Posted tagged ‘antibiotic resistance’

New study observes Tuberculosis bacteria attacking antibiotics

June 8, 2018

Photograph by torange.biz

Tuberculosis was one of the deadliest known diseases, until antibiotics were discovered and used to dramatically reduce its incidence throughout the world. Unfortunately, before the infectious disease could be eradicated, drug-resistant forms emerged as a major public health threat — one quarter of the world’s population is currently infected with TB and 600,000 people develop drug-resistant TB annually.

New research at SLAC National Accelerator Laboratory is seeking to better understand how this antibiotic resistance develops, as recently reported in BMC Biology.

TB is caused by Mycobacterium tuberculosis bacteria, which attack the lungs and then spread to other parts of the body. The bacteria are transmitted to other people through the air, when an infected person speaks, coughs or sneezes.

These bacteria survive antimicrobial drugs by mutating. Their resilience is enhanced by the lengthy and complex nature of standard treatment, which requires patients to take four drugs every day for six to nine months. Patients often don’t complete this full course of TB treatment, causing the bacteria to evolve to survive the antibiotics.

Now, a team of international researchers has investigated an enzyme, called beta-lactamase, that is produced by the Mycobacterium tuberculosis bacteria. They wanted to understand the critical role this enzyme plays in TB drug resistance.

Specifically, the researchers made tiny crystals of beta-lactamase and mixed them with the antibiotic ceftriaxone. A fraction of a second later, they hit the enzyme-antibiotic mixture with ultrafast, intense X-ray pulses from SLAC’s Linac Coherent Light Source — taking millions of X-ray snapshots of the chemical reaction in real time for two seconds.

Putting these snapshots together, the researchers mapped out the 3D structure of the antibiotic as it interacted with the enzyme. They watched the bacterial enzyme bind to the antibiotic and then break open one of its key chemical bonds, making the antibiotic ineffective.

“For structural biologists, this is how we learn exactly how biology functions,” said Mark Hunter, PhD, staff scientist at SLAC and co-author on the study, in a recent news release. “We decipher a molecule’s structure at a certain point in time, and it gives us a better idea of how the molecule works.”

The research team plans to use their method to study additional antibiotics, observing in real time the rapid molecular processes that occur as the bacteria’s enzymes breakdown the drugs. Ultimately, they hope this knowledge can be used to design better antibiotics that can fight off these attacks.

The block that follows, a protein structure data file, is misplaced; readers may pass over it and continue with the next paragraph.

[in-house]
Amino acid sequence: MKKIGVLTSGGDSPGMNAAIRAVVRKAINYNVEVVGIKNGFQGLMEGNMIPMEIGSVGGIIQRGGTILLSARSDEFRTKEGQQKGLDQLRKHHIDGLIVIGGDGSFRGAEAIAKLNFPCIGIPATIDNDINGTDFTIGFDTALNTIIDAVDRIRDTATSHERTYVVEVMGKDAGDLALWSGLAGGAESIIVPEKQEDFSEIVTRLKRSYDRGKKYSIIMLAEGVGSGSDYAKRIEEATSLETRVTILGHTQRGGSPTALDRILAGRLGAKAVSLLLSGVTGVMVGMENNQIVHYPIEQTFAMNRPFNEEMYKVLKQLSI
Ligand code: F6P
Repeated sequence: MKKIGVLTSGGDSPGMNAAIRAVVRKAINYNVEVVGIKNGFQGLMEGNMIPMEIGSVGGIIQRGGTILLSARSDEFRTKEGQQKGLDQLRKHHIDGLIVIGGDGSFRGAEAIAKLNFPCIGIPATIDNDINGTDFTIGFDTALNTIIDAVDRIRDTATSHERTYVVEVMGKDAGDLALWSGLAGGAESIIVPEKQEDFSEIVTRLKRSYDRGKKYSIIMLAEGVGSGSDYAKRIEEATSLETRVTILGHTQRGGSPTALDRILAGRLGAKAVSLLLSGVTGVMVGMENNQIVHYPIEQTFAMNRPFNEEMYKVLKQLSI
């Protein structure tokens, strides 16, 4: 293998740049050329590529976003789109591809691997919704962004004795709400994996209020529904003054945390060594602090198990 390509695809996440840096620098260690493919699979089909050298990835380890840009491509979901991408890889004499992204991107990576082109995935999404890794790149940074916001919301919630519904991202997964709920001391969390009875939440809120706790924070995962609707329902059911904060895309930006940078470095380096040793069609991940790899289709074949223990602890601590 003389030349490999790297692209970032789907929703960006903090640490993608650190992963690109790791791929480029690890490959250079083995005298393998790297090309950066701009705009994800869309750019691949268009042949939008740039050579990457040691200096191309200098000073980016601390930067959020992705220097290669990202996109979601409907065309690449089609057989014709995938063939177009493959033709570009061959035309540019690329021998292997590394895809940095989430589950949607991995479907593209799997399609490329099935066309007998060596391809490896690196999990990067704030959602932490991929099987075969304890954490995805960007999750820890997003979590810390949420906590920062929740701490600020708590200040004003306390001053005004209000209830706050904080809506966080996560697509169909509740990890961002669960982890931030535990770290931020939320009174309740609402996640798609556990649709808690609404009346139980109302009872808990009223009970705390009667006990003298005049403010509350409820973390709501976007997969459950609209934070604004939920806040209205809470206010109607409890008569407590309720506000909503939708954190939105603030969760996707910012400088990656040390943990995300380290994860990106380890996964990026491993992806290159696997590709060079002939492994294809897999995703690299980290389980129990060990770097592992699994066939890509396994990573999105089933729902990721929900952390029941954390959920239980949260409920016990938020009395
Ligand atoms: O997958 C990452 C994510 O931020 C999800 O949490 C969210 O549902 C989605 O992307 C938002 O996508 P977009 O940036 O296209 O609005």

This is a reposting of my Scope blog story, courtesy of Stanford School of Medicine.

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Big bacteria may be easier to kill, new research suggests

March 21, 2018

Image by NIAID

The size of a cell is intrinsicThe size of a cell is intrinsically linked with its genetic makeup, growth rate and other fundamental properties. What would happen if scientists could control the size of pathogens?

That possibility isn’t completely outlandish: Stanford researchers have discovered a genetic “tuning knob” that can enlarge or shrink bacteria across a wide range — and this knob can be used to fatten up the bacteria to increase their susceptibility to certain antibiotics, as recently reported in Current Biology.

The research team is led by KC Huang, an associate professor of bioengineering and of microbiology and immunology at Stanford. Huang explained in a recent Stanford Engineering  news article:

“Most strategies to killing bacteria are linear: you find a very specific target and block it with a drug. These findings point in the direction of totally orthogonal therapies, in which you predispose cells to death by tweaking a global property like size.”

The researchers found that a single protein in E. coli, called MreB, acts as a master regulator of cell size by coordinating the construction of cell walls. So they manufactured many copies of the E. coli’s DNA, changing in each copy just one of the 347 letters in MreB’s genetic code. Using fluorescence-activated cell sorting, they then separated the individual cells with different sizes to create a library of cell-size mutants.

The team used this library to study how size impacts a cell’s physiology, including how bacterium grow and survive. For instance, they treated the various E. coli mutants with several antibiotics and found that larger E. coli were more sensitive to the drugs. A larger cell has more surface area and that increases the drug uptake, they said in the paper.

Huang said he hopes their techniques can be applied to other bacteria and used to help human health in the future. He added:

“While we don’t yet know how to twist this bacterial size dial in patients, it’s good to have such an exciting new therapeutic approach as antibiotic resistance becomes increasingly prevalent.”

This is a reposting of my Scope blog story, courtesy of Stanford School of Medicine.

 


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